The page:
Justin Trudeau better at pop culture than Parliament: Menon

Justin Trudeau was not elected to be a pop-culture dynamo.

But here we are, about 18 months after the federal election, and our Prime Minister is most certainly our Prime Celebrity. At the Juno Awards on Sunday night, the first blast of teen screaming echoed in the opening skit, when Trudeau was depicted phoning co-host Bryan Adams with a special request.

“Can you play ‘Summer of ’69’?” he asked. “I love that song.”

Joined by wife Sophie Grégoire, Trudeau also showed up later in the broadcast, introducing a tribute to the late Leonard Cohen. Just before strolling on stage, cameras caught him clutching a mic and belting out a Blue Rodeo classic:

“Yeah, if we’re lost/ Then we are lost together.”

Trudeau was all over the news this weekend for everything except governing.

On Saturday, April Fool’s Day, he issued a fake challenge to Matthew Perry after the Friends actor raised eyebrows last month by confessing to Jimmy Kimmel that he once “beat up” Trudeau when the two were classmates in Ottawa.

“I’ve been giving it some thought, and you know what, who hasn’t wanted to punch Chandler?” tweeted Trudeau. “How about a rematch @MatthewPerry?”

This was a joke. But if Perry had not politely declined — “@JustinTrudeau I think I will pass at your request for a rematch kind sir (given that you currently have an army at your disposal),” he tweeted on Sunday — is it really a stretch to imagine a PR-driven escalation in mock hostilities ending with a charity boxing match that, once again, showcases Trudeau’s celebrity instincts?

It is not, because Trudeau’s celebrity instincts are now his dominant trait.

Whether he’s squiring Ivanka Trump to Come From Away on Broadway or filming a testimonial for CBC’s Canada: The Story of Us, Trudeau’s embrace of entertainment as a branding vehicle outpaces any former prime minister. In an age of selfies and social media, against a backdrop of sound bites and photo-ops, he’s a natural: a purported do-gooder who looks good in the spotlight.

That is, until the house lights come on and you wonder if we are lost together.

Supporters will argue Trudeau is a blessing to Canada, a superstar on the world stage who earns glowing praise and an attention we’re not used to getting. He’s name-checked by Hollywood elite, he’s deified by Vogue, he can hijack the news just by removing his shirt or levitating in a yoga pose.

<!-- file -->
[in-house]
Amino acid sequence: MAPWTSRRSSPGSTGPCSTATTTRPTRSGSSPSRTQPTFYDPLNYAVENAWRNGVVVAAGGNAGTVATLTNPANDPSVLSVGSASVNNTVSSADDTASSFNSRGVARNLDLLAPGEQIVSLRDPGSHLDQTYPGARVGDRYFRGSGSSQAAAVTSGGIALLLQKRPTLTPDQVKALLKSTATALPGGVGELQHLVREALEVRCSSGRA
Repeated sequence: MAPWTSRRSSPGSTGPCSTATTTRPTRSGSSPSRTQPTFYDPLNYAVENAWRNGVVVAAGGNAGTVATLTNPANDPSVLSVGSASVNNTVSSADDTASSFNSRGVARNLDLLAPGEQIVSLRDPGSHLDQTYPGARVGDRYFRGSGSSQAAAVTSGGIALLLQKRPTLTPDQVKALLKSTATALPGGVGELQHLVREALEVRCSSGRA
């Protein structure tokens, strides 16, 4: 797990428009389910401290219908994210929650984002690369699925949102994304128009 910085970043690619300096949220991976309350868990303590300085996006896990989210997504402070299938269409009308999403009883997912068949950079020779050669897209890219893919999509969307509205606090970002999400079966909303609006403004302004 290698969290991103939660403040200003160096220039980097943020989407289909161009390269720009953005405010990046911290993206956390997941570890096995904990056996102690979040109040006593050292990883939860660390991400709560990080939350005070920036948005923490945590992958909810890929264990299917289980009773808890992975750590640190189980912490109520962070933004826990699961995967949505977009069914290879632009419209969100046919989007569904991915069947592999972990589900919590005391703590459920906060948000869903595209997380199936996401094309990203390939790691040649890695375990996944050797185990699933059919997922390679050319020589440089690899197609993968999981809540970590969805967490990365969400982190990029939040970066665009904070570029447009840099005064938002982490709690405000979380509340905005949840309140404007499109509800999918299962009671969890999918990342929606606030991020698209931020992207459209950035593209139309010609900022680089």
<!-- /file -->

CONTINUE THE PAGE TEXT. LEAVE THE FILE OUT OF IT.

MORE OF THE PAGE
But this is an argument based on image. Any argument based on substance, which is chiefly a domestic concern, can’t possibly be so favourable, as Trudeau cements his celebrity status at the expense of preventing campaign promises from cracking up.

If governing is like parenting, Trudeau is now showing up for family movie night and birthday parties, but skipping the parts that involve helping with homework or contributing to an RESP. He talks a good game about culture even as he fails to deliver on a promise to increase funding for Telefilm and the National Film Board of Canada. Other cultural vows remain “in progress,” but given the number of broken promises so far — on deficits, electoral reform, refugee targets — Trudeau’s early track record should not warrant absolute faith.

The nexus of entertainment and politics is not new. But what we are now witnessing on both sides of the border are leaders who are largely playing roles. In this sense, Donald Trump and Trudeau are more alike than either’s camp might care to admit. They are both fixated with the extracurricular parts of their jobs, the parts that involve waltzing into the spotlight.

Personally, I think both Canada and the United States should elect two candidates every election cycle: one who can serve as a brand ambassador and be the celebrity. And the other who is happier to govern in the shadows of wonkish anonymity, where policy itself is the star of the show.

So Trudeau is at something of a crossroads. If he continues down the current path, as a brand ambassador for both himself and a Canadian idealism he may or may not help advance, he’ll be doing cameos in movies. He’ll be immortalized on (more) comic-book covers. He’ll have flavours of ice cream named after him. He’ll be a crossword clue, a pal to the rich and famous, a TV narrator, a matinee idol, a cutter of giant ribbons, an archetype in Cosmo sex quizzes, a fixture on red carpets, a magazine cover boy, a fashion icon, an inspiration for songs and an international object of fascination.

What he will not be is a prime minister who made a difference.

Go to Source